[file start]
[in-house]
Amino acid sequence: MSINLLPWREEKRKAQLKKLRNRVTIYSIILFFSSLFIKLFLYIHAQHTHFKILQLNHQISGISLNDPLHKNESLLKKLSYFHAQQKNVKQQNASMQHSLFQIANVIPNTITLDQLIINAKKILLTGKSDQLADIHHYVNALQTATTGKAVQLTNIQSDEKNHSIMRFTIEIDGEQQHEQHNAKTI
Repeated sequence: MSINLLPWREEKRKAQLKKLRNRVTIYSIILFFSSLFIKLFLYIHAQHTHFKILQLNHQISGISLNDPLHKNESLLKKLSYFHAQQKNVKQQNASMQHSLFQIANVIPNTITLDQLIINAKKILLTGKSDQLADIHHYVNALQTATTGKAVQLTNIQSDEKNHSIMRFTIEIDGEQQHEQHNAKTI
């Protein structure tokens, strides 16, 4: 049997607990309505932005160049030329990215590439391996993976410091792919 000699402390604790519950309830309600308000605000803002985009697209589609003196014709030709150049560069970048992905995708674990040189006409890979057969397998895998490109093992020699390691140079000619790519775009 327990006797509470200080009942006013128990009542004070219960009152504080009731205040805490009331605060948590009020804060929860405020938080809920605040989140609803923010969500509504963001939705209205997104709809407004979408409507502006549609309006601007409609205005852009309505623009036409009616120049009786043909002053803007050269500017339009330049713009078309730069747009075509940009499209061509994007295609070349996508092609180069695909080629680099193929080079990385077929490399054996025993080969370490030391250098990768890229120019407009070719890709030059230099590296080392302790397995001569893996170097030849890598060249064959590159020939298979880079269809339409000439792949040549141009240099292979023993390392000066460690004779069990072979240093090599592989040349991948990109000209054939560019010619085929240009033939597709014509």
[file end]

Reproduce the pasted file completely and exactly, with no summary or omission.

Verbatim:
[in-house]
Amino acid sequence: MSINLLPWREEKRKAQLKKLRNRVTIYSIILFFSSLFIKLFLYIHAQHTHFKILQLNHQISGISLNDPLHKNESLLKKLSYFHAQQKNVKQQNASMQHSLFQIANVIPNTITLDQLIINAKKILLTGKSDQLADIHHYVNALQTATTGKAVQLTNIQSDEKNHSIMRFTIEIDGEQQHEQHNAKTI
Repeated sequence: MSINLLPWREEKRKAQLKKLRNRVTIYSIILFFSSLFIKLFLYIHAQHTHFKILQLNHQISGISLNDPLHKNESLLKKLSYFHAQQKNVKQQNASMQHSLFQIANVIPNTITLDQLIINAKKILLTGKSDQLADIHHYVNALQTATTGKAVQLTNIQSDEKNHSIMRFTIEIDGEQQHEQHNAKTI
């Protein structure tokens, strides 16, 4: 049997607990309505932005160049030329990215590439391996993976410091792919 000699402390604790519950309830309600308000605000803002985009697209589609003196014709030709150049560069970048992905995708674990040189006409890979057969397998895998490109093992020699390691140079000619790519775009 327990006797509470200080009942006013128990009542004070219960009152504080009731205040805490009331605060948590009020804060929860405020938080809920605040989140609803923010969500509504963001939705209205997104709809407004979408409507502006549609309006601007409609205005852009309505623009036409009616120049009786043909002053803007050269500017339009330049713009078309730069747009075509940009499209061509994007295609070349996508092609180069695909080629680099193929080079990385077929490399054996025993080969370490030391250098990768890229120019407009070719890709030059230099590296080392302790397995001569893996170097030849890598060249064959590159020939298979880079269809339409000439792949040549141009240099292979023993390392000066460690004779069990072979240093090599592989040349991948990109000209054939560019010619085929240009033939597709014509």